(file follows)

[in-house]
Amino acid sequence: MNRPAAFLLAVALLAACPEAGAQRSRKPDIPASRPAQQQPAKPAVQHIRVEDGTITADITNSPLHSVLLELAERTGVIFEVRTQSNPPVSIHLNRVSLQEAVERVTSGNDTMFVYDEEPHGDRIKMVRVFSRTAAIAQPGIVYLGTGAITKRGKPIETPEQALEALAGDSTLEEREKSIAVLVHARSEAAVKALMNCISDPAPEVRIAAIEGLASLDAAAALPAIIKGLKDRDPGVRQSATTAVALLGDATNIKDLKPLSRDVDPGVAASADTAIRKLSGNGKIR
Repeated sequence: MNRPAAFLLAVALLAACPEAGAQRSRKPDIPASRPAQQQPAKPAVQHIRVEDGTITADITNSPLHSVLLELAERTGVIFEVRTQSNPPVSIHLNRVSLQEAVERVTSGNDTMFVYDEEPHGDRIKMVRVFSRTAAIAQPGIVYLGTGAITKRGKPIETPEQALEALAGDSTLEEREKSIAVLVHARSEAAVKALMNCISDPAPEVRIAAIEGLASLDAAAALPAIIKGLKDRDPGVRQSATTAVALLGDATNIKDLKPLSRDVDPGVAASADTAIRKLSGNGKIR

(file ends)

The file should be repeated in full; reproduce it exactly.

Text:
[in-house]
Amino acid sequence: MNRPAAFLLAVALLAACPEAGAQRSRKPDIPASRPAQQQPAKPAVQHIRVEDGTITADITNSPLHSVLLELAERTGVIFEVRTQSNPPVSIHLNRVSLQEAVERVTSGNDTMFVYDEEPHGDRIKMVRVFSRTAAIAQPGIVYLGTGAITKRGKPIETPEQALEALAGDSTLEEREKSIAVLVHARSEAAVKALMNCISDPAPEVRIAAIEGLASLDAAAALPAIIKGLKDRDPGVRQSATTAVALLGDATNIKDLKPLSRDVDPGVAASADTAIRKLSGNGKIR
Repeated sequence: MNRPAAFLLAVALLAACPEAGAQRSRKPDIPASRPAQQQPAKPAVQHIRVEDGTITADITNSPLHSVLLELAERTGVIFEVRTQSNPPVSIHLNRVSLQEAVERVTSGNDTMFVYDEEPHGDRIKMVRVFSRTAAIAQPGIVYLGTGAITKRGKPIETPEQALEALAGDSTLEEREKSIAVLVHARSEAAVKALMNCISDPAPEVRIAAIEGLASLDAAAALPAIIKGLKDRDPGVRQSATTAVALLGDATNIKDLKPLSRDVDPGVAASADTAIRKLSGNGKIR